On the subject of new studio space, Peter Welter Soler, partner and executive producer of service company Fresco Film, says: “I have it on good word that there is a lot of interest by international investors to open more filming facilities in Spain and Portugal. We need it. In order to make it happen, the government should consider lifting the €10m [$11m] cap because the type of productions these investors have in mind are really big budgets and long shoots. I’m thinking of an American major that is launching a series of say €100m [$108m] or €200m [$216m]. With a higher cap we could be even more competitive both in shoots and shooting facilities.”

Negotiations are ongoing but there is hope, with industry sources praising the current government for doing more for this industry in a year and a half than all the previous administrations, after Spanish president Pedro Sanchez went to Hollywood and talked directly with US studios. “The government finally sees the potential of an industry that employs a lot of people, is diverse, environmentally sound and promotes the country towards another key local industry — tourism,” says Escolar. The boom in international shoots has meant many crew members have a chance to be promoted more quickly, “getting to posts of responsibility in five months, instead of the five years it took me”, says Fresco Film’s Welter Soler, who is working on Sky series A Town Called Malice, created by Nick Love and starring Jack Rowan, Tahirah Sharif, Dougray Scott and Jason Flemyng, which has the Canary Island of Tenerife as its main location.

Welter Soler confirms the company is “busier than ever”, even more so than in 2020-21 when it worked on Uncharted, starring Tom Holland and Mark Wahlberg (which shot in Alicante, Barcelona and Madrid), Netflix’s In From The Cold and Palomar/Bron Studios’ That Dirty Black BagUncharted was one of the big-budget productions that shot in Spain between 2020 and 2021. Others included Net­flix’s Red Notice, starring Dwayne Johnson, Gal Gadot and Ryan Reynolds, and the BBC and Amazon series The English, an epic western set in 1890 starring Emily Blunt and produced by Drama Republic in association with All3Media International. George Clooney’s Netflix feature The Midnight Sky was another to visit in the Canary Islands, along with Apple TV+’s Foundation and Netflix’s Sky Rojo, the new show from Alex Pina (Money Heist), which also filmed on the mainland.

The improvement of financial incentives, the sooner-than-average restart of filming in Spain in the summer of 2020 and the increased demand for content by VoD companies were some of the reasons for the country’s rise in popularity. On a logistical level, while the difficulties of travelling during a pandemic have eased, the cost of fuel has increased across Europe, meaning service companies are dealing with unexpected rises in their budgets. “We are trying to juggle it the best we can, like we tried to navigate the lorry drivers’ strike in Spain in March,” says Welter Soler.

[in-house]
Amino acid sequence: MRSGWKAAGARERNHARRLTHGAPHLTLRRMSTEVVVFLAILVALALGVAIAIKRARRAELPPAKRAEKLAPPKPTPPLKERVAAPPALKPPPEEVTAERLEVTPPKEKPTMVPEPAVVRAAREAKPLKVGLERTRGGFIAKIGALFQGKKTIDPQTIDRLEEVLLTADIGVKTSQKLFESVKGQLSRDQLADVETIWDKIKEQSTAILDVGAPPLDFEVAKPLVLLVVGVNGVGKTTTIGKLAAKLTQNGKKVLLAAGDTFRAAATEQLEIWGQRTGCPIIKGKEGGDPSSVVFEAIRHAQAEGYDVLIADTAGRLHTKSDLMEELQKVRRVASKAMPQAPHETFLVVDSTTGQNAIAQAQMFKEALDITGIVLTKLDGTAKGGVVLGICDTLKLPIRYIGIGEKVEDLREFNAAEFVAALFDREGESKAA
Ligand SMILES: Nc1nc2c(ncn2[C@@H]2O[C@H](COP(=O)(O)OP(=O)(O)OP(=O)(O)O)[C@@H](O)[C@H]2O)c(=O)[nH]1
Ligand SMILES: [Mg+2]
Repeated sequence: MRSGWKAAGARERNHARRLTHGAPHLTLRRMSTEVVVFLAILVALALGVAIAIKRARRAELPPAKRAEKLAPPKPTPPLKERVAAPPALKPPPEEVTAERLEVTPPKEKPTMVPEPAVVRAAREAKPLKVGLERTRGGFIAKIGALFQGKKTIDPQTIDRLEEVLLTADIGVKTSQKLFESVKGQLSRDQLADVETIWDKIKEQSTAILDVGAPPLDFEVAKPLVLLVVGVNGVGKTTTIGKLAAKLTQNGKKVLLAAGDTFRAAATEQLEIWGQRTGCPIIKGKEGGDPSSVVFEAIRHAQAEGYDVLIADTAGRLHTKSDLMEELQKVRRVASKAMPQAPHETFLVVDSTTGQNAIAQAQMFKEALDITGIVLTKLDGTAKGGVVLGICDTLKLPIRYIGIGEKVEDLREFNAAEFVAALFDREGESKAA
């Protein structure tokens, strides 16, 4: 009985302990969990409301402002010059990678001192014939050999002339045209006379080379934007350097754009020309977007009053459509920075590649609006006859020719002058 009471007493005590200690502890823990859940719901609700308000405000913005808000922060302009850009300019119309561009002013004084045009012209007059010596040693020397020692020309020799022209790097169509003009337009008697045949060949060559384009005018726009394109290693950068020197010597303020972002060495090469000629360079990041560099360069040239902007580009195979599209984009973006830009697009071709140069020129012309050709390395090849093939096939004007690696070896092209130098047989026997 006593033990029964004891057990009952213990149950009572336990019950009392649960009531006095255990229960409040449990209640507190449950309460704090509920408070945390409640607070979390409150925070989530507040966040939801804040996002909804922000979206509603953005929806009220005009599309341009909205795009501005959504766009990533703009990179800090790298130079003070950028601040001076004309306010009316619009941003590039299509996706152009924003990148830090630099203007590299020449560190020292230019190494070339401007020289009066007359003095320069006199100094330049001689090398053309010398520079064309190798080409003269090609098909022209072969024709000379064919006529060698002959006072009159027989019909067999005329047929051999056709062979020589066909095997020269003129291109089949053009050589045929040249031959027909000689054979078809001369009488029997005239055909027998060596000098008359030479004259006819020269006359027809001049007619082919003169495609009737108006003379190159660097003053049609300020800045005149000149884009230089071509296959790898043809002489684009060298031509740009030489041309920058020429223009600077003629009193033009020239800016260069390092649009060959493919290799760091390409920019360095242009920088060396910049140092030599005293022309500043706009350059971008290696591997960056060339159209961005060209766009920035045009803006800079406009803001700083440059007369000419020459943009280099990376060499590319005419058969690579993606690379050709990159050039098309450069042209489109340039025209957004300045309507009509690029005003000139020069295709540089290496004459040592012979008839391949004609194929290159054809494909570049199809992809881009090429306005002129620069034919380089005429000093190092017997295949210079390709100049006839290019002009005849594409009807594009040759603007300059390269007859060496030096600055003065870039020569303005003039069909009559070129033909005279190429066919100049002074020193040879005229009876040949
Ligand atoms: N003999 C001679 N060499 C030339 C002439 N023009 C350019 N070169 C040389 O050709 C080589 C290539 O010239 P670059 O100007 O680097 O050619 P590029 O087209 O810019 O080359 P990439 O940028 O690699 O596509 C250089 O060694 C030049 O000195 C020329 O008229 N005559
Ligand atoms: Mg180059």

Another unexpected cost was the increase in Spain’s minimum wage, approved in February by the government, meaning producers like Escolar, whose company Calle Cruzada was working on the first season of NBCUniversal’s Vampire Academy, had to implement the changes mid-shoot, with subsequent impact on the budget. More recently, there has been an increase of requests to shoot in Spain following the Russian invasion of Ukraine, with Profilm trying to accommodate inquiries from big studios that are looking to avoid Eastern Europe. “Productions are understandably looking for safe destinations, like any other businesses that require big investment,” says Spain Film Commission’s Rosado. “But, most important is that peace prevails and Eastern Europe can go back to work. There’s room for everybody.

Infrastructure and crews

The affordable transport network and accommodation services are some of Spain’s major assets, thanks to a well-established tourism industry, not to mention its average 3,000 hours of sun per year. 

Major service providers include Babieka Films, Calle Cruzada, El Ranchito, Fresco Film Services, Meñakoz Films, Minded Factory, Nanu Films, Nostromo Pictures, Palma Pictures, Seven Islands Film, sur-film, The Mediapro Studio, Truenorth and Volcano Films, among others.

The Ciudad de la Luz Studios in Alicante is a 70-minute flight from Madrid or Barcelona. The high-speed train journey from Madrid takes just over two hours. The studios have six stages: two of which are 2,400 square metres and can be connected — the largest in Spain — and four stages that are 1,600 square metres. 

Madrid Content City is the headquarters of Netflix’s European Production Hub, located 25 kilometres from the city centre and launched by Spanish production services company Grupo Secuoya and publishing giant the Planeta Group. The whole complex offers 10 studios with soundstages ranging from 1,200 to 2,000 square metres. Among the facilities is a building that houses up to 23 post-production suites and an auditorium. It is set in Tres Cantos, 30 minutes by car from the capital’s centre.

As for Catalonia, Catalunya Media City is a planned digital hub for the audiovisual and video-games sectors in Sant Adria del Besos, close to Barcelona, which has just been officially approved. The investment is set at around $472.5m (€450m). The facilities will span 100,000 square metres and will be partially operative in two to three years, according to the Catalan authorities. Also planned is an expansion of Barcelona’s Terrassa Parc Audiovisual.

Travel and logistics

A high-speed rail network, 290,000 kilometres of motorway and roads, and around 50 airports allow international crews to travel easily around mainland Spain’s nearly 506,000 square kilometres, including 8,000 kilometres of coastline. 

The transport network is also reliable between the mainland and the Canary and Balearic islands, with a regular schedule of flights and ferries.